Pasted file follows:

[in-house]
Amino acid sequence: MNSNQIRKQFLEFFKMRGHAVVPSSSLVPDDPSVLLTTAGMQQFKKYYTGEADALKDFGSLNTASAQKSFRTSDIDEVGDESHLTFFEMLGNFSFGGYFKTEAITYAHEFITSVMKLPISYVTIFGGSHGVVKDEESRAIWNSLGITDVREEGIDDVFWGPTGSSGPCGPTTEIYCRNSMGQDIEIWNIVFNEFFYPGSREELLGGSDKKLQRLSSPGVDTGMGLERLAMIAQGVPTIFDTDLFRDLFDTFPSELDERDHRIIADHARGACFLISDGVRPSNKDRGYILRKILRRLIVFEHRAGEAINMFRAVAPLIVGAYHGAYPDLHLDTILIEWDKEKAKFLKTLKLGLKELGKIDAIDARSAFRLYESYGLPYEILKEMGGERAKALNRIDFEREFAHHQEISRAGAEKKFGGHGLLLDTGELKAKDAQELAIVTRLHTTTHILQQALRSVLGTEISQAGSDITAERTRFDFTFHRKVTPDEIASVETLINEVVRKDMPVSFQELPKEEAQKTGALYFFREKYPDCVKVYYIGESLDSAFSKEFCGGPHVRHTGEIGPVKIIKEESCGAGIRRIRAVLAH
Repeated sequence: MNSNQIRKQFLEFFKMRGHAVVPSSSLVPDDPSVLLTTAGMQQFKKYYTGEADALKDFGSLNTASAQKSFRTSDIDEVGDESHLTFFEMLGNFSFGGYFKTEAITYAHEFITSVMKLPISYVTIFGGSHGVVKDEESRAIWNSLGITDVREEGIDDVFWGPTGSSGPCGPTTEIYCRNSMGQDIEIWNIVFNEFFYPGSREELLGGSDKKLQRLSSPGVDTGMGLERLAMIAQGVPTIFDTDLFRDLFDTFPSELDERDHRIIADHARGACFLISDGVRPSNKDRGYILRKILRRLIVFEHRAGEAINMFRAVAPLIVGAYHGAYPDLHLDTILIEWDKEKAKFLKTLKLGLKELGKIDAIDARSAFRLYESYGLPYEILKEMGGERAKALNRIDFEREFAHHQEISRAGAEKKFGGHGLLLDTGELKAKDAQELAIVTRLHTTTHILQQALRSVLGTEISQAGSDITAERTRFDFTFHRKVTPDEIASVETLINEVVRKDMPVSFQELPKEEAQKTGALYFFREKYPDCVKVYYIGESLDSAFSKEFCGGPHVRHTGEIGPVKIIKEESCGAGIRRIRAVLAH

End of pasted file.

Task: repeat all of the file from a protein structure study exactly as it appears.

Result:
[in-house]
Amino acid sequence: MNSNQIRKQFLEFFKMRGHAVVPSSSLVPDDPSVLLTTAGMQQFKKYYTGEADALKDFGSLNTASAQKSFRTSDIDEVGDESHLTFFEMLGNFSFGGYFKTEAITYAHEFITSVMKLPISYVTIFGGSHGVVKDEESRAIWNSLGITDVREEGIDDVFWGPTGSSGPCGPTTEIYCRNSMGQDIEIWNIVFNEFFYPGSREELLGGSDKKLQRLSSPGVDTGMGLERLAMIAQGVPTIFDTDLFRDLFDTFPSELDERDHRIIADHARGACFLISDGVRPSNKDRGYILRKILRRLIVFEHRAGEAINMFRAVAPLIVGAYHGAYPDLHLDTILIEWDKEKAKFLKTLKLGLKELGKIDAIDARSAFRLYESYGLPYEILKEMGGERAKALNRIDFEREFAHHQEISRAGAEKKFGGHGLLLDTGELKAKDAQELAIVTRLHTTTHILQQALRSVLGTEISQAGSDITAERTRFDFTFHRKVTPDEIASVETLINEVVRKDMPVSFQELPKEEAQKTGALYFFREKYPDCVKVYYIGESLDSAFSKEFCGGPHVRHTGEIGPVKIIKEESCGAGIRRIRAVLAH
Repeated sequence: MNSNQIRKQFLEFFKMRGHAVVPSSSLVPDDPSVLLTTAGMQQFKKYYTGEADALKDFGSLNTASAQKSFRTSDIDEVGDESHLTFFEMLGNFSFGGYFKTEAITYAHEFITSVMKLPISYVTIFGGSHGVVKDEESRAIWNSLGITDVREEGIDDVFWGPTGSSGPCGPTTEIYCRNSMGQDIEIWNIVFNEFFYPGSREELLGGSDKKLQRLSSPGVDTGMGLERLAMIAQGVPTIFDTDLFRDLFDTFPSELDERDHRIIADHARGACFLISDGVRPSNKDRGYILRKILRRLIVFEHRAGEAINMFRAVAPLIVGAYHGAYPDLHLDTILIEWDKEKAKFLKTLKLGLKELGKIDAIDARSAFRLYESYGLPYEILKEMGGERAKALNRIDFEREFAHHQEISRAGAEKKFGGHGLLLDTGELKAKDAQELAIVTRLHTTTHILQQALRSVLGTEISQAGSDITAERTRFDFTFHRKVTPDEIASVETLINEVVRKDMPVSFQELPKEEAQKTGALYFFREKYPDCVKVYYIGESLDSAFSKEFCGGPHVRHTGEIGPVKIIKEESCGAGIRRIRAVLAH